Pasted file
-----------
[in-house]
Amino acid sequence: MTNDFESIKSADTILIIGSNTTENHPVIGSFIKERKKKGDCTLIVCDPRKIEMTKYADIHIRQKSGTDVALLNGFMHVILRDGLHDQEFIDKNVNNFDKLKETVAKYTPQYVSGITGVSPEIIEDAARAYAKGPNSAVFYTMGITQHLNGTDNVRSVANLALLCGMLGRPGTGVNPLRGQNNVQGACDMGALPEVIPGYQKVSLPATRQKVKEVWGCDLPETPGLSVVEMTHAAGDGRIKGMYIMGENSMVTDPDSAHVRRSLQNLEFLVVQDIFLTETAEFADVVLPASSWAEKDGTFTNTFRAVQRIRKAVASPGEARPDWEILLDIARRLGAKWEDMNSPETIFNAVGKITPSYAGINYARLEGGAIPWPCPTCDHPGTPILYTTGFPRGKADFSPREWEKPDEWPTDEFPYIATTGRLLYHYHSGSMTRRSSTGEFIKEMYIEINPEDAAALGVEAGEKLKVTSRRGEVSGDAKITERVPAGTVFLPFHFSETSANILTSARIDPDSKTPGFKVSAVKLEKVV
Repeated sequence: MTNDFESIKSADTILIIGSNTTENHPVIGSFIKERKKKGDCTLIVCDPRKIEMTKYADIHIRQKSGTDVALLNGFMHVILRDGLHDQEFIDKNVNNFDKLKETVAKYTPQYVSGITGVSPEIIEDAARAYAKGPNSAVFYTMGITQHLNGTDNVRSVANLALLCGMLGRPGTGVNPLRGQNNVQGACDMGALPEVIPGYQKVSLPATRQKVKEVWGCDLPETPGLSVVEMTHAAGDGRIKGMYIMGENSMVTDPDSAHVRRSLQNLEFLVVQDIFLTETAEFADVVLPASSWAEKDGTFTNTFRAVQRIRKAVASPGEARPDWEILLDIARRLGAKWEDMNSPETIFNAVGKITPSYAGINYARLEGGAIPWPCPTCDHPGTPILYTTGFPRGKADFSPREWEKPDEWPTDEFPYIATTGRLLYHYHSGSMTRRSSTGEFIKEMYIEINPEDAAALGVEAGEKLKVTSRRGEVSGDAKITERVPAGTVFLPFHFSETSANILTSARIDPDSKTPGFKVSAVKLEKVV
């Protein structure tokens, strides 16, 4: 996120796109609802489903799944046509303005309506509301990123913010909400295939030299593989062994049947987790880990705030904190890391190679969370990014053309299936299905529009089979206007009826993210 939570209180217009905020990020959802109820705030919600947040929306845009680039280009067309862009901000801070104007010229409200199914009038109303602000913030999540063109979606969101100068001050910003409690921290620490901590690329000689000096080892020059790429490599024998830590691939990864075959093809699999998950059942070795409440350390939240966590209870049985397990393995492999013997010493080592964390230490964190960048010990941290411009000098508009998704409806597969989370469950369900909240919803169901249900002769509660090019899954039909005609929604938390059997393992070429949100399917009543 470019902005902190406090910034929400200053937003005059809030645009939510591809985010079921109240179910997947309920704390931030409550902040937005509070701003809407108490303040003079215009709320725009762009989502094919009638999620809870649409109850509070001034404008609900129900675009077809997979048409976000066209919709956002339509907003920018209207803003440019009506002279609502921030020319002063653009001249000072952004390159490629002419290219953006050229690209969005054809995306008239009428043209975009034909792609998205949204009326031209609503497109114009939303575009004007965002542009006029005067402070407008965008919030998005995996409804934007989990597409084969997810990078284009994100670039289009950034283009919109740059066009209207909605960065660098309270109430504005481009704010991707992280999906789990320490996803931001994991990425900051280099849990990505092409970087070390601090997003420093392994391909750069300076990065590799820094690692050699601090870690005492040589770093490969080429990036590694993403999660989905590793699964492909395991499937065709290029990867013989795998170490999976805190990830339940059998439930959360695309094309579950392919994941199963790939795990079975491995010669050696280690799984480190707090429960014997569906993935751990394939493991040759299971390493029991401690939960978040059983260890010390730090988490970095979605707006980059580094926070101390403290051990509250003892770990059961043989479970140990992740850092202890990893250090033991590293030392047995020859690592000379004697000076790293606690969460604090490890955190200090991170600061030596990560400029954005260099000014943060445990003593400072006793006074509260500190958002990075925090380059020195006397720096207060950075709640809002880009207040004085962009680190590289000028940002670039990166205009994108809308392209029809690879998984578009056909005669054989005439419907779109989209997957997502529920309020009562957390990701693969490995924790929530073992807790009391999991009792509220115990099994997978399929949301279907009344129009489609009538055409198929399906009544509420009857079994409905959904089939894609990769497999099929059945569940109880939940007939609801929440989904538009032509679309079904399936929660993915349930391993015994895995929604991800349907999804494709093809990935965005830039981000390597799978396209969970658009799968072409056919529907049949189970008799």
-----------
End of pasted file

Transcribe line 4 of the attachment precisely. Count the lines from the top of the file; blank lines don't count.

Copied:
């Protein structure tokens, strides 16, 4: 996120796109609802489903799944046509303005309506509301990123913010909400295939030299593989062994049947987790880990705030904190890391190679969370990014053309299936299905529009089979206007009826993210 939570209180217009905020990020959802109820705030919600947040929306845009680039280009067309862009901000801070104007010229409200199914009038109303602000913030999540063109979606969101100068001050910003409690921290620490901590690329000689000096080892020059790429490599024998830590691939990864075959093809699999998950059942070795409440350390939240966590209870049985397990393995492999013997010493080592964390230490964190960048010990941290411009000098508009998704409806597969989370469950369900909240919803169901249900002769509660090019899954039909005609929604938390059997393992070429949100399917009543 470019902005902190406090910034929400200053937003005059809030645009939510591809985010079921109240179910997947309920704390931030409550902040937005509070701003809407108490303040003079215009709320725009762009989502094919009638999620809870649409109850509070001034404008609900129900675009077809997979048409976000066209919709956002339509907003920018209207803003440019009506002279609502921030020319002063653009001249000072952004390159490629002419290219953006050229690209969005054809995306008239009428043209975009034909792609998205949204009326031209609503497109114009939303575009004007965002542009006029005067402070407008965008919030998005995996409804934007989990597409084969997810990078284009994100670039289009950034283009919109740059066009209207909605960065660098309270109430504005481009704010991707992280999906789990320490996803931001994991990425900051280099849990990505092409970087070390601090997003420093392994391909750069300076990065590799820094690692050699601090870690005492040589770093490969080429990036590694993403999660989905590793699964492909395991499937065709290029990867013989795998170490999976805190990830339940059998439930959360695309094309579950392919994941199963790939795990079975491995010669050696280690799984480190707090429960014997569906993935751990394939493991040759299971390493029991401690939960978040059983260890010390730090988490970095979605707006980059580094926070101390403290051990509250003892770990059961043989479970140990992740850092202890990893250090033991590293030392047995020859690592000379004697000076790293606690969460604090490890955190200090991170600061030596990560400029954005260099000014943060445990003593400072006793006074509260500190958002990075925090380059020195006397720096207060950075709640809002880009207040004085962009680190590289000028940002670039990166205009994108809308392209029809690879998984578009056909005669054989005439419907779109989209997957997502529920309020009562957390990701693969490995924790929530073992807790009391999991009792509220115990099994997978399929949301279907009344129009489609009538055409198929399906009544509420009857079994409905959904089939894609990769497999099929059945569940109880939940007939609801929440989904538009032509679309079904399936929660993915349930391993015994895995929604991800349907999804494709093809990935965005830039981000390597799978396209969970658009799968072409056919529907049949189970008799």